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American Veterinarian: Unregulated Backyard Chickens Pose Health Risk, Study Says

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A UC Davis study is calling for more regulations regarding chickens being raised in urban and suburban settings.

By Amanda Carrozza
American Veterinarian
March 12, 2018


While it is difficult to pinpoint the exact number of Americans who currently raise chickens in urban and suburban environments, a US Department of Agriculture (USDA) survey of homeowners in 4 major US cities (Denver, Los Angeles Miami, New York City) found that 0.8% owned chickens in 2013. An additional 4% said they planned to own chickens in the next 5 years, and nearly 40% were in favor of allowing chickens in their communities and would not mind if their neighbors owned chickens.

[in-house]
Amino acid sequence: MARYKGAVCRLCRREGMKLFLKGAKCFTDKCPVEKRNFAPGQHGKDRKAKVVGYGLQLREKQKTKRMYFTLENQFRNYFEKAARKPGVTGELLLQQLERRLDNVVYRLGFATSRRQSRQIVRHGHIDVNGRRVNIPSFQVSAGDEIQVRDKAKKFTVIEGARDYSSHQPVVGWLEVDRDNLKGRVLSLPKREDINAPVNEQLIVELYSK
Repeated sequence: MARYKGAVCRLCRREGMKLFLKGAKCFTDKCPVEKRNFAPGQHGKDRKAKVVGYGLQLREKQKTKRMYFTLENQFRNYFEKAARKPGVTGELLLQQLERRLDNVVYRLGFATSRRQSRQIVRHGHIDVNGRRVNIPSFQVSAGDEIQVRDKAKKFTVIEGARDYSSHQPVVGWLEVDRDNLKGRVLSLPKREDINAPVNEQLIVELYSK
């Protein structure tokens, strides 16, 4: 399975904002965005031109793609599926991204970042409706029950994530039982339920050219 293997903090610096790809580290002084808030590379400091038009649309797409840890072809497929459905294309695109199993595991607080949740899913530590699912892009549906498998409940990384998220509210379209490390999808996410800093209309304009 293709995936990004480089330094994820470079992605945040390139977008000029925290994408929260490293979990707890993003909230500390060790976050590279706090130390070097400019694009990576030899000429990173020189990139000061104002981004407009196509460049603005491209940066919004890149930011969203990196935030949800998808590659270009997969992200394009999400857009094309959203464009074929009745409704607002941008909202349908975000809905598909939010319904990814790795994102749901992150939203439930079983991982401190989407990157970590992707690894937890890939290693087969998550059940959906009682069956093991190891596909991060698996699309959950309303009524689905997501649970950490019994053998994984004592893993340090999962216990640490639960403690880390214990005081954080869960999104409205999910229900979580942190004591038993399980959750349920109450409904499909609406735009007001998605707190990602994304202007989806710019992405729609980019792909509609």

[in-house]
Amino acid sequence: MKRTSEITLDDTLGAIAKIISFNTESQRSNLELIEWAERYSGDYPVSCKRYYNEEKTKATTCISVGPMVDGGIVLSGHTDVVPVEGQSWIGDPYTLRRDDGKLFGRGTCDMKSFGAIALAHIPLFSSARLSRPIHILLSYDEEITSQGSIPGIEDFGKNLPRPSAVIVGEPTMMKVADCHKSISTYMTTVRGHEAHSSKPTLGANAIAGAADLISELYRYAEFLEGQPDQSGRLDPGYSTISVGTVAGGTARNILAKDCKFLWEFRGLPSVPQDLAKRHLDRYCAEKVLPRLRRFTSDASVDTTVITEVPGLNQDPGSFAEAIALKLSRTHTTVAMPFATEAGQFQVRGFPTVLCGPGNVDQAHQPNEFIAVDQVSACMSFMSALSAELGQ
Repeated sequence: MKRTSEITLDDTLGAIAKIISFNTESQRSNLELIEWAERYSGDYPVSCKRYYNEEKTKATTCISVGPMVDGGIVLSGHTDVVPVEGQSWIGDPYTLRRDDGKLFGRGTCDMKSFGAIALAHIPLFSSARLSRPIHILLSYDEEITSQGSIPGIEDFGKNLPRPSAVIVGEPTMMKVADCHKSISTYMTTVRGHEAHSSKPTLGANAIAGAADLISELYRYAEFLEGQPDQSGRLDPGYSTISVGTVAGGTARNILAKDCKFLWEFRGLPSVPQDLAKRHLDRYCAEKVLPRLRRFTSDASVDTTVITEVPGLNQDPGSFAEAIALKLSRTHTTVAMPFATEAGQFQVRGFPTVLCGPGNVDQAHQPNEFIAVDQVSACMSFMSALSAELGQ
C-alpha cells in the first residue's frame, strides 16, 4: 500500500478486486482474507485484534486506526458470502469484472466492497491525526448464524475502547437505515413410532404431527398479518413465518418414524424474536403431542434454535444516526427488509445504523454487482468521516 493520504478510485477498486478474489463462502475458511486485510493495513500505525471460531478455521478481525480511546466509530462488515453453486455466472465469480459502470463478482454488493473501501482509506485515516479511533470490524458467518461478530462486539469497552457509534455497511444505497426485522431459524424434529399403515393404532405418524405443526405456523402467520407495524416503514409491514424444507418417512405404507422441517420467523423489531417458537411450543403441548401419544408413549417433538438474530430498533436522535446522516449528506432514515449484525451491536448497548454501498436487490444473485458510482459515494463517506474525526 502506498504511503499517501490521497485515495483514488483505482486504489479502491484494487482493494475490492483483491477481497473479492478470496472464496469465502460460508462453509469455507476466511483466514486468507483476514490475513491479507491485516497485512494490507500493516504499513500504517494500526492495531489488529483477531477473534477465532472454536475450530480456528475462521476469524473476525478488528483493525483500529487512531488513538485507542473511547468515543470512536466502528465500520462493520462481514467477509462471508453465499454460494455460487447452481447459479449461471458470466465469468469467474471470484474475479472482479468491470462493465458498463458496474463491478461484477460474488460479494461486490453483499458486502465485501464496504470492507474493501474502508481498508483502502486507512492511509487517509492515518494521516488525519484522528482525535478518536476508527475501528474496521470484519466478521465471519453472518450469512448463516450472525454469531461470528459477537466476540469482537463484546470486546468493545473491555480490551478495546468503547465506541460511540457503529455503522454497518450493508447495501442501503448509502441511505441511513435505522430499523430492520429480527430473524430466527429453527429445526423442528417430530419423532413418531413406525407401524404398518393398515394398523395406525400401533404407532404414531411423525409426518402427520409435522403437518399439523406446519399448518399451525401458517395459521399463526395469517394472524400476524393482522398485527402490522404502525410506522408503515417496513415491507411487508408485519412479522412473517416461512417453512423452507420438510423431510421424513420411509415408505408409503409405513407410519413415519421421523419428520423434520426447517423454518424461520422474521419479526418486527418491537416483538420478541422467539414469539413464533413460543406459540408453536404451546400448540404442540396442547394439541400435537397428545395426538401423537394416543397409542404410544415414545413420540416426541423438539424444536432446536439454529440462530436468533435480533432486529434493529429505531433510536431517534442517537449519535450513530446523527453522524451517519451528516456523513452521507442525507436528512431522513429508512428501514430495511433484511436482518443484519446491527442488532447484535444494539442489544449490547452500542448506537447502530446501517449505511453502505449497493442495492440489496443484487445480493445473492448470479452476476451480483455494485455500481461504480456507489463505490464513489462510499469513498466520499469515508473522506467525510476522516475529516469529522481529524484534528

But what are the health ramifications? According to the UC Davis study, “provisions governing animal slaughter and routine veterinary care are rare, presenting a concern for monitoring and intervening in public health crises.” Yet, while over half of the respondents in the USDA survey believed that chickens in urban areas will lead to more illnesses in humans, most believed that eggs from home-raised chickens are better for you than eggs purchased at a grocery store. In fact, only 10.5% of Denver respondents strongly agreed with the statement that chickens in urban areas will lead to more illnesses in humans.

The Centers for Disease Control and Prevention (CDC) begs to differ. In an October 2017 report from the Associated Press, the CDC confirmed that more than 1100 people that year had contracted Salmonella poisoning from chickens and ducks. Almost 250 were hospitalized and 1 person died—a rate that was 4 times higher than in 2015.

Read the complete article here.

Study cited: A Method for Guarding Animal Welfare and Public Health: Tracking the Rise of Backyard Poultry Ordinances